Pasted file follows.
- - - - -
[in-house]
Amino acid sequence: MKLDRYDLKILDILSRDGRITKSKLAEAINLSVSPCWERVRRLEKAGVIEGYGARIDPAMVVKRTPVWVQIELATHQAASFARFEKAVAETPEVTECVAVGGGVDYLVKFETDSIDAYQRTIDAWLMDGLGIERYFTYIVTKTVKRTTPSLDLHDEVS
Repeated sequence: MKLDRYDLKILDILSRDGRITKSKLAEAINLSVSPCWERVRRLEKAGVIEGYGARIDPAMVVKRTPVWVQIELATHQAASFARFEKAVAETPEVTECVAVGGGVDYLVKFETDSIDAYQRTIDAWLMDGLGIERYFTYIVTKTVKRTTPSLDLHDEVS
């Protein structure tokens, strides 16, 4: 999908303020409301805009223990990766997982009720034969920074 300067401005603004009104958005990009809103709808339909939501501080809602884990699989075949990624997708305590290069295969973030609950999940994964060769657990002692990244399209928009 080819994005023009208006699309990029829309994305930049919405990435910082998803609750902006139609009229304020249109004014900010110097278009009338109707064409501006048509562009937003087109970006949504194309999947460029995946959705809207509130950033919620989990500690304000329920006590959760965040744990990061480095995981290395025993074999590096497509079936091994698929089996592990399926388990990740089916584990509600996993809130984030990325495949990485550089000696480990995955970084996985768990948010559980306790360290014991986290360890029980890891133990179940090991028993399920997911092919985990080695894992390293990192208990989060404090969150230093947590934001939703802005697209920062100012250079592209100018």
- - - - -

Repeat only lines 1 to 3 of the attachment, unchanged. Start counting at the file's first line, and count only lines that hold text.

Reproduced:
[in-house]
Amino acid sequence: MKLDRYDLKILDILSRDGRITKSKLAEAINLSVSPCWERVRRLEKAGVIEGYGARIDPAMVVKRTPVWVQIELATHQAASFARFEKAVAETPEVTECVAVGGGVDYLVKFETDSIDAYQRTIDAWLMDGLGIERYFTYIVTKTVKRTTPSLDLHDEVS
Repeated sequence: MKLDRYDLKILDILSRDGRITKSKLAEAINLSVSPCWERVRRLEKAGVIEGYGARIDPAMVVKRTPVWVQIELATHQAASFARFEKAVAETPEVTECVAVGGGVDYLVKFETDSIDAYQRTIDAWLMDGLGIERYFTYIVTKTVKRTTPSLDLHDEVS